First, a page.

Saturday, January 30, 2016

Probable Oldest Man in the World is Holocaust Survivor, Israeli Citizen

Born in Poland in 1903, Yisrael Kristal survived World War One, World War Two, the Lodz Ghetto, Auschwitz and the deprivations of post-war Central Europe, immigrating to Israel in 1950. How's that for beating the odds?

On a tragic note, his first children died in the Ghetto and his wife was murdered at Auschwitz. He would remarry after the war.

There is some question as to whether Kristal's age can be officially verified, as he doesn't possess any documentation from the first 20 years of his life.

Before reprinting a recent article on Kristal, I want to review some interesting facts: 
  • There are believed to be 300,000 to 400,000 centenarians currently alive, though that number has been increasing at a steep rate every year. It is estimated that by the year 2050 Japan alone will have almost that many.
  • In both the United States and Japan, an average of 100-150 people turn one-hundred every day--too many for the President or the Japanese Prime Minister to call. In the United States, they do get a letter "signed" by the President.
  • The Japanese have the highest per-capita incidence at 40 per 100,000--10 times greater than the world average.
  • The top six countries (with a per-capita incidence of 30 or higher) are Japan, Thailand, Spain, France, Italy and South Africa.
  • Spain's rate is 10 times higher than Portugal's.
  • There are only 300 to 400 supercentenarians (people who have lived to be at least 110) and only 39 people in modern recorded history who have lived to be 115. Only four are alive today.
  • The oldest person ever (whose age was officially verified) was Jeanne Calment of France who died in 1997 at the age of 122.
  • The oldest person currently alive is Susannah Mushatt Jones, born in Alabama and currently living in Brooklyn.
  • There are only two people currently alive who were born in the 19th century.
  • There are probably no more than 200,000 Holocaust survivors alive today, with "survivor" defined broadly as anyone--Jewish or non-Jewish--who suffered persecution under the Nazis in camps, prisons, ghettos or were refugees or in hiding. The number of Jewish concentration camp survivors is undoubtedly much smaller.
  • This number is shrinking at a rapid rate for obvious reasons. Museums, universities and other institutions are currently racing to document and interview as many survivors as possible.

From The Times of Israel:
A Holocaust survivor in Haifa is believed to be the oldest man in the world. 
Yisrael Kristal, 112, achieved that status this week after Yasutaro Koide of Japan, also 112, died, Haaretz reported Thursday. 
Kristal’s grandson, Oren, received an email this week from the Gerontology Research Group, an international organization that tracks the world’s over-110 set, alerting him that the Polish-born Auschwitz survivor was up for the honor.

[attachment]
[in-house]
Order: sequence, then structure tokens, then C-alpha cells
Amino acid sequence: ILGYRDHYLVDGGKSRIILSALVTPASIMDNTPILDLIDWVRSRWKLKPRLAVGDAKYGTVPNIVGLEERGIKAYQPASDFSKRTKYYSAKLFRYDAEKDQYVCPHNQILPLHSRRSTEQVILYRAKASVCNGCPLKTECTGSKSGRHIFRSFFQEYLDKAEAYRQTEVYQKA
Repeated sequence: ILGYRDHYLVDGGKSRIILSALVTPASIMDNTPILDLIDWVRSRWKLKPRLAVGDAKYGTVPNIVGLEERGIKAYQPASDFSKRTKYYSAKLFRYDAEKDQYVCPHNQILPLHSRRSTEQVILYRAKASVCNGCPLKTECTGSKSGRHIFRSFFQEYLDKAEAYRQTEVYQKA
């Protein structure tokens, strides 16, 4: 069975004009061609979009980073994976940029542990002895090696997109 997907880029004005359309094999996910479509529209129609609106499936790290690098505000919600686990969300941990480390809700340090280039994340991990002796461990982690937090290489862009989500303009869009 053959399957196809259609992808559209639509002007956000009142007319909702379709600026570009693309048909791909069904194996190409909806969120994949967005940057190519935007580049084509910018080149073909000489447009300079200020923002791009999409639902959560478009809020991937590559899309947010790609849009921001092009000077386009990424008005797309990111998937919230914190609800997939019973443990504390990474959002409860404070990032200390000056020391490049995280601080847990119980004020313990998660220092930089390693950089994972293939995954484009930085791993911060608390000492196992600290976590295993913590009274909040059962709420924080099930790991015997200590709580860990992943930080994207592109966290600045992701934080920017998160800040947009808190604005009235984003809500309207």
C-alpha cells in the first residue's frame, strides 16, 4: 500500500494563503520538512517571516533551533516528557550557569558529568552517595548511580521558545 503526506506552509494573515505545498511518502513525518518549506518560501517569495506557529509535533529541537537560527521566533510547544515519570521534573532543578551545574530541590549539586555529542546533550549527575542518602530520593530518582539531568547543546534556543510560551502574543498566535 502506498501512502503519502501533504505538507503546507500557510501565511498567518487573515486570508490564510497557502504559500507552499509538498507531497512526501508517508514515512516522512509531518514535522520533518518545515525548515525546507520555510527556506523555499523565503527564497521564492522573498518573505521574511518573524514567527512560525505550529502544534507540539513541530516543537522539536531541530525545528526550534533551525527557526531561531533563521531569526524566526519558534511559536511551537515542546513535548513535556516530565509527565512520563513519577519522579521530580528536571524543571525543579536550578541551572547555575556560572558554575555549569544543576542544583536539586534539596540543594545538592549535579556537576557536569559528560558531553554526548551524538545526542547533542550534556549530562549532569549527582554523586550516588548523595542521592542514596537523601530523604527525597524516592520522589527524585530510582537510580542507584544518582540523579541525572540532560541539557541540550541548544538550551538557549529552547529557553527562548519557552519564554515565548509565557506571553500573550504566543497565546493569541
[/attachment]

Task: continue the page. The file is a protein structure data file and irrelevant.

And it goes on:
Upon hearing the news, Kristal said in Yiddish: “The joy of my old age.” 
To be officially certified as the oldest living man, Kristal must present documentation from the first 20 years of his life. However, Haaretz reported, the earliest official document Kristal possesses is from when he was 25. 
Born on September 15, 1903, in the town of Zarnow, Kristal moved to Lodz in 1920 to work in his family’s candy business. He continued operating the business after the Nazis forced the city’s Jews into a ghetto, where Kristal’s two children died. In 1944, he was deported to Auschwitz, where his wife, whom he had married at age 25, was killed. 
In 1950, he moved to Haifa with his second wife and their son, working again as a confectioner. 
Kristal’s daughter Shula Kuperstoch told The Jerusalem Post that he has been religiously observant his whole life and continues to lay tefillin each morning. 
“The Holocaust did not affect his beliefs,” Kuperstoch said. “He believes he was saved because that’s what God wanted. He is not an angry person, he is not someone who seeks to an accounting, he believes everything has a reason in the world.” 
“His attitude to life is everything in moderation,” she added. “He eats and sleeps moderately, and says that a person should always be in control of their own life and not have their life control them, as far as this is possible.” 
Interviewed by Haaretz in 2012, at the comparatively youthful age of 109, Kristal declined to offer a theory for his longevity, instead saying, “It’s no great bargain. Everyone has their own good fortune. It’s from heaven. There are no secrets.” 
Asked if his diet was responsible for his long life, he said, “In the camps there wasn’t always anything to eat. What they gave me, I ate. I eat to live; I don’t live to eat. I don’t need too much. Anything that’s too much is no good.”

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